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The Serpent and the Staff

Dear Friends, just want to share our latest piece on the use of symbols to filter out of the public discourse any dissenting views. > The Serpent and the Staff: Symbols of Safety and Security in the Propaganda of a Global Medical Tyranny - Propaganda In Focus

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Thank you. The caduceus is featured satirically in several of Jordan Henderson’s paintings eg

I don’t have any specific links to offer (browsing on a phone during lunch break) but the use of animal totems by tribal people, essentially as empowerments, might be a precursor to their cooption by powerful groups, who constrain their meaning to suit particular purposes. As with language, which is just another symbolic system, capable of corruption likewise.

The staff they show is that of Hermes “the messenger”… not Asclepius “the physician”

Rod of Asclepius

P.S Have you read Graham Hancock (sorry “Phillips” see below), on; “The Staff of Moses”?

I barely made it thru Fingerprints Of The Gods. Is it any good Gerard?

EDIT: The Moses Legacy, Graham Phillips? Can’t see any likely candidates on Hancock’s website.

@GKH, yes that’s right. I’ll ask the webmaster to swap out the image. Thanks for calling attention to that discrepancy.
I’ll check out Hancock’s book. Sounds really interesting. :slight_smile:

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Graham is always well worth attention. Probably one of those innovative thinkers to whom the guardians of current orthodoxy - the gocos - always react with angry hostility, but who is judged by history eventually as a pathfinder towards enhanced truth.

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Sorry Phillips…you are right! Yes…and read it…remarkable…

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I think the misreading is symptomatic (as they say), …started with the U.S military I believe…

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I found a hooky free copy via ZLib

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I’m unsure when the symbol of Hermes was integrated into medicine to double for Asclepius’ staff. In contemporary usage, though, the connotations for both now appear to be interchangeable.

The quite widespread aversion to snakes in myth and legend makes it an interesting symbol though, no? We’re familiar with the serpent in Eden. In Buddhist symbology, e.g. bhavachakra illustrations, the snake represents aversion/hostility, one of the “three poisons”. (ignorance - a pig - and greed - a rooster - are the other two).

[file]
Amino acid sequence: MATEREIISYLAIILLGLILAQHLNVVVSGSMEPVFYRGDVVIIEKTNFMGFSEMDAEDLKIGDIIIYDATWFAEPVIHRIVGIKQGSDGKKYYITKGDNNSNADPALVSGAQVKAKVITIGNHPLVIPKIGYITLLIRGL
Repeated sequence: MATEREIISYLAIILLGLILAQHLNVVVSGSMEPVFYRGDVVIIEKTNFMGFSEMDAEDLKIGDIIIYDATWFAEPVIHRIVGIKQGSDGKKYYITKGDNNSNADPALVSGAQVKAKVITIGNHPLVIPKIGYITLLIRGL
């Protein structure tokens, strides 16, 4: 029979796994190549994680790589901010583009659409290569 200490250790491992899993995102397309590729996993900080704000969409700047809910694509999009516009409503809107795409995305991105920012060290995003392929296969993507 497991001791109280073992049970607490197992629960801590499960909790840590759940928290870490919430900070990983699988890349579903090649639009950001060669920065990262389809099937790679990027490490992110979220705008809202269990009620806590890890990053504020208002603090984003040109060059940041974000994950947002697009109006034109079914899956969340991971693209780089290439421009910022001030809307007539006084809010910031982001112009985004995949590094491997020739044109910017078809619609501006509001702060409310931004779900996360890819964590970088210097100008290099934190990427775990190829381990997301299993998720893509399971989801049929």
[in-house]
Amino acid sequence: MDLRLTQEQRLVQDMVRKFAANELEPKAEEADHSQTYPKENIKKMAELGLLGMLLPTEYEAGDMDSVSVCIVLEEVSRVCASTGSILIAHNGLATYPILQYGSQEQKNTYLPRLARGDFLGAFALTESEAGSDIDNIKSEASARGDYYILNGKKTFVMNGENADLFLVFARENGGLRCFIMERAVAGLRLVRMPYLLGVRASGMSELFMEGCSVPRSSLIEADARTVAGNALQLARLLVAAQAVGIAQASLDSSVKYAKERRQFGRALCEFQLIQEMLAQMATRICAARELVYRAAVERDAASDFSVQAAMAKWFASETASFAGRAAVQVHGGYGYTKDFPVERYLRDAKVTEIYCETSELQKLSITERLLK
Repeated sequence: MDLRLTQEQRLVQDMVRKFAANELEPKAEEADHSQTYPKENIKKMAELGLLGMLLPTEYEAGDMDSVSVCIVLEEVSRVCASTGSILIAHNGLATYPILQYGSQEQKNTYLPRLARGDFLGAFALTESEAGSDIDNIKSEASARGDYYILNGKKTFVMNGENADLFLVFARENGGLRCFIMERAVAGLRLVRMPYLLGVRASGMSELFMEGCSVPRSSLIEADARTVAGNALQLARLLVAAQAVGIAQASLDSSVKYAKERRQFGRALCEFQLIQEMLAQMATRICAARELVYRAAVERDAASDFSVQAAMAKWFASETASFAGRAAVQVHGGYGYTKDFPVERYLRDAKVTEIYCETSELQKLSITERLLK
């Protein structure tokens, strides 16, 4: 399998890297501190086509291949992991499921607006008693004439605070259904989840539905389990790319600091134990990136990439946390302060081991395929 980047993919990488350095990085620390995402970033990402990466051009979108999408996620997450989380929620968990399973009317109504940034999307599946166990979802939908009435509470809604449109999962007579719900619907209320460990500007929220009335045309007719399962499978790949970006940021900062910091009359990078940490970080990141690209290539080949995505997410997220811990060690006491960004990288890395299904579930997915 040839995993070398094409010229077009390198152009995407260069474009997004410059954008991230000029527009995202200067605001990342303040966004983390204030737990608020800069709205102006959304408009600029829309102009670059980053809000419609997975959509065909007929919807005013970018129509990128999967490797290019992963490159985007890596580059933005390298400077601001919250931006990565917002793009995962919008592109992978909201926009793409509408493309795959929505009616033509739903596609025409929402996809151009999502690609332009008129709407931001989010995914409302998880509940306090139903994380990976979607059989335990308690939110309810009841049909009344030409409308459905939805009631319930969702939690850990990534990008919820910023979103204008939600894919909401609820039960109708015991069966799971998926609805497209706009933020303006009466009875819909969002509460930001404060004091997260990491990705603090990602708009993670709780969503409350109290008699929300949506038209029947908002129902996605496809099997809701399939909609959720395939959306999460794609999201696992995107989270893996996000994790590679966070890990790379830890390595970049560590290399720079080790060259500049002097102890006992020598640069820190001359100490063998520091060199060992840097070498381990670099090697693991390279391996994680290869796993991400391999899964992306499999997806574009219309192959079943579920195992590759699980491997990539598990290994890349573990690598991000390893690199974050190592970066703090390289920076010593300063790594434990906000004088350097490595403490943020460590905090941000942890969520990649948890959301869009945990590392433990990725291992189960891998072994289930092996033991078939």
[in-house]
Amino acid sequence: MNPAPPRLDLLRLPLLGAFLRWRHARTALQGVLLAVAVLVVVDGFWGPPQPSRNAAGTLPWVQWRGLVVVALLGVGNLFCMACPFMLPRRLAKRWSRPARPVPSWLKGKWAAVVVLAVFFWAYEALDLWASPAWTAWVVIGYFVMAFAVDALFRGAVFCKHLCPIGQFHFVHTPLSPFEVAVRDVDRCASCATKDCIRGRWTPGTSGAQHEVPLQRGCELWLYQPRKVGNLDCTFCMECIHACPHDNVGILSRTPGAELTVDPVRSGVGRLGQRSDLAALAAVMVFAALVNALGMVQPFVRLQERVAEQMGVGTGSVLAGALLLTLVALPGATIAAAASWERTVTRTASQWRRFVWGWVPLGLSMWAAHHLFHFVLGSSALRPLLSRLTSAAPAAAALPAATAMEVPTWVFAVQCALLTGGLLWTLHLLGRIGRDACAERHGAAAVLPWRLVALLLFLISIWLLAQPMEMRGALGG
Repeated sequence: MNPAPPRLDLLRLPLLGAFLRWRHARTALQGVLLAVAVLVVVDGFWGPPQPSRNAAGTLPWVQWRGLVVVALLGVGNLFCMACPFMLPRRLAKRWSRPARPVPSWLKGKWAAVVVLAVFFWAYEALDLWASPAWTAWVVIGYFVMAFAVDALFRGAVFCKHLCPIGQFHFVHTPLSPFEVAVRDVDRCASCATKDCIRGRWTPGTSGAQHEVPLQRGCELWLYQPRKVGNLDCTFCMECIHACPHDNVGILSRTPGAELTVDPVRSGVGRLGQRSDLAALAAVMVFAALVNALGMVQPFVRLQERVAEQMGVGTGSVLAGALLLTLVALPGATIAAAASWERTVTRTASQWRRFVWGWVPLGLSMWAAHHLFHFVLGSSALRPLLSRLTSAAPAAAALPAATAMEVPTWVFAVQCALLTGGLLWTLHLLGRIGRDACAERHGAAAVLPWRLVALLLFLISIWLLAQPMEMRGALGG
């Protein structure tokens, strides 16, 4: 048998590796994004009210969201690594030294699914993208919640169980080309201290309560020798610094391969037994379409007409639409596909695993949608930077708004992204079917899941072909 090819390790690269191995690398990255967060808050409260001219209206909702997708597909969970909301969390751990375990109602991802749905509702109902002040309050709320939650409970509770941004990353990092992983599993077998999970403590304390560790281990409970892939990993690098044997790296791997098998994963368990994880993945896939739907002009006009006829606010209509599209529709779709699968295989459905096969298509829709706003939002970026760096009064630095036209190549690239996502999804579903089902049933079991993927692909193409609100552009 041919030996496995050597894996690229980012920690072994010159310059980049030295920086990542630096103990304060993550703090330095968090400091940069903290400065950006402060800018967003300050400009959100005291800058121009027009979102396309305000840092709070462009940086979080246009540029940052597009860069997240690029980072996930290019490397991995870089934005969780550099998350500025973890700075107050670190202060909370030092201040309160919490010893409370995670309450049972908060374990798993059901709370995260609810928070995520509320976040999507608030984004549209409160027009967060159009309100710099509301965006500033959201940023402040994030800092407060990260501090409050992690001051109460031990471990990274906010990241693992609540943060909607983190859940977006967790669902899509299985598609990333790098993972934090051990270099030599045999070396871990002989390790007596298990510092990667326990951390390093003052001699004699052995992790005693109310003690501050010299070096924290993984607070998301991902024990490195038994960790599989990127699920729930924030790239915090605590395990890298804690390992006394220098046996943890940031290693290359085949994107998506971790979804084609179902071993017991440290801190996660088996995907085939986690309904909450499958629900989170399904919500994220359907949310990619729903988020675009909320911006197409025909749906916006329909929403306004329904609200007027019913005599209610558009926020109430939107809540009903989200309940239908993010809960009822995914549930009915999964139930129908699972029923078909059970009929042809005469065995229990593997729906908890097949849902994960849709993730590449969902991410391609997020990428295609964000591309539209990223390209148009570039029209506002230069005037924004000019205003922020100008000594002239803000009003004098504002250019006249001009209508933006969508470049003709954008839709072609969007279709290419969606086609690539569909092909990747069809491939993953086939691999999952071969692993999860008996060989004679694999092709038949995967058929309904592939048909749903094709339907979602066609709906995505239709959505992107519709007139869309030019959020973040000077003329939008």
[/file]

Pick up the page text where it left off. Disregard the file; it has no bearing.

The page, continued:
The sutras use common-place language and metaphors extensively and the snake comes up an awful lot. No doubt older Brahmin/Jain symbology fed into this.

Cross-pollination of ideas, symbols, myths, between Asia and the Hellenic and Roman worlds is very likely.

Not forgetting Egypt and other civilisations.

As for Hermes there’s the articulation with Thoth as Hermes Trismegistus: thrice great.

"Using the Caduceus instead is seen mainly (and irregularly) in the United States. Why? Well, have you heard the expression “There’s the right way, the wrong way, and the army way”?

US Army Medical Corps Plaque
enter image description here

Okay, that’s not quite fair. There are reasons for the link between the medical corps and the Caduceus.

The Caduceus has been used as an emblem of peace, borne by an envoy or ambassador with a message or peace or demand for surrender, documented as early as 168 BC, and this meaning was clearly known in the 17th and 18th centuries.

Around the time of the US Civil War, a caduceus would be worn by hospital stewards to indicate their non-combatant status:

enter image description here

The Caduceus also has a long history as a symbol of commerce, and the US Public Health Service adopted an emblem incorporating a caduceus, presumably in connection to merchant seamen (the same anchor-and-caduceus emblem is used by the US Surgeon General):

enter image description here

The the perception of it as a symbol of medicine seems to have solidified when it was adopted by the Medical Corps (shown above), by the US Surgeon General in 1902, at the insistence of a Capt. Frederick P. Reynolds (or possibly Col. John R. van Hoff), citing it’s use by the Hospital Corps, as well as being used by the English (it wasn’t, they used the staff of Asclepius).

I think it’s reasonable to leave off there, say the rest is history. There is certainly more to the whole story, but I’m not trying to write a book here. For more, see:

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